Sore nipples are normally a sign that the babies positioning is wrong. I’d gone to several clinics and even had my mum check our position and it seemed normal. The only other reason was that Seb had a tongue tie. After a quick check we could see that his tongue tie was pretty thick and that his tongue was being held back so much, it was heart shaped. We took a trip to the hospital and a midwife made a small cut which helped to release his tongue. He was very good and only had a few tears. Since then, he has been able to stick his tongue out and feeds much better (even if we are still using the shields!).

Breastfeeding Must-Haves! 


Feeding Pillow – I have only recently purchased this feeding pillow from eBay and really wish I had it sooner! As your baby gets bigger, it’s a lot harder to support their weight for a long period of time without getting a completely dead arm afterwards! I’d given up surrounding myself with millions of pillows and this is just perfect (and a complete bargain).

Muslins, Muslins, Muslins – Babies are messy when it comes to feeding. There’s no two ways about it, they’re either sick, dribbling or spitting out the milk. I always have at least two muslins on hand at every feed. I use the M&S Muslin Squares.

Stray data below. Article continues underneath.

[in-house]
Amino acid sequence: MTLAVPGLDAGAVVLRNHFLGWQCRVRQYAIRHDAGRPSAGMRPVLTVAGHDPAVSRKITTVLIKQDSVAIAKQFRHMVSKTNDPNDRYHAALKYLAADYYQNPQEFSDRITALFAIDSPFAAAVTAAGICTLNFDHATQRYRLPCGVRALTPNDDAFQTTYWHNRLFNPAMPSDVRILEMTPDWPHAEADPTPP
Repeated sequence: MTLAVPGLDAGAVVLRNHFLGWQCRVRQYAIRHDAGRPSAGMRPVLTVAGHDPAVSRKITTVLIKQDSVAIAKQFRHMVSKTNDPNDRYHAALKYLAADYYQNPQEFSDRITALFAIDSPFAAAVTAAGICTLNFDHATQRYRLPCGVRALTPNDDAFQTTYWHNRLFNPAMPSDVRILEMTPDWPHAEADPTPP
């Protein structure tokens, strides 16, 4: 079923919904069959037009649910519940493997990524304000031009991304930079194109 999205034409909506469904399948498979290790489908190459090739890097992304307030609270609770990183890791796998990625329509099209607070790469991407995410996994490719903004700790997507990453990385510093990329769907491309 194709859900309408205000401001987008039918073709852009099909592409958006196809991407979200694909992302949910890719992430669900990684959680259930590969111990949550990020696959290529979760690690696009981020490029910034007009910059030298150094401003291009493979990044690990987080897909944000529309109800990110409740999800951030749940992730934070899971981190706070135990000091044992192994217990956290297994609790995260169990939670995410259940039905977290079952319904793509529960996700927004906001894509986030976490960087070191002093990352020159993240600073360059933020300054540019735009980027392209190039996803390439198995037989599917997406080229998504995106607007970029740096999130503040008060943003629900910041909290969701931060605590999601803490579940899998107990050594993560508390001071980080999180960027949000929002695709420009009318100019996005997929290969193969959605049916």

Lansinoh Cream - The best nipple cream. Ever. Safe for a baby to feed straight after application and is just the only cream that really does work. My advice would be, don’t waste your money on any other nipple cream. You will always end up running back to Lansinoh.

Breastpads – Due to my oversupply of milk, I’ve been going through around 10-20 breastpads a day, so I have really tried them all! For a few pounds, you can pick up a big box of own brand pads which I have to admit are good for a very small amount of leakage. Alternatively, I used two or three at a time for maximum protection, but there really is only one winner for me and that is the Tomee Tippee Disposable Pads. They are ultra absorbent and really do the trick if you have a large supply like me!

Nipple Shields – After days of agony and sore, cracked and bleeding nipples, I finally gave in and used the Medela Nipple Shields. If you are planning on breastfeeding, this is my highest recommendation. They instantly stop any further damage being done and are easy to use. Unfortunately, due to the time between using the shields and Seb’s tongue tie being fixed, I am still using the shields (he’s used to the large teet!) but you know what, I wouldn’t have it any other way.

Breast Pump 

Breastfeeding 2

In the first week, I expressed for a few days to ensure Seb was getting enough milk. I bought the Medela Swing second hand while I was pregnant as I’d heard raving reviews. I didn’t want to pay the £100+ pounds so picked this one up which had only been used once for around £35! You’ll need a steriliser too (I didn’t think of this and had to send dad out on a midnight run!), I bought the Tommee Tippee Microwave Steriliser which does the trick.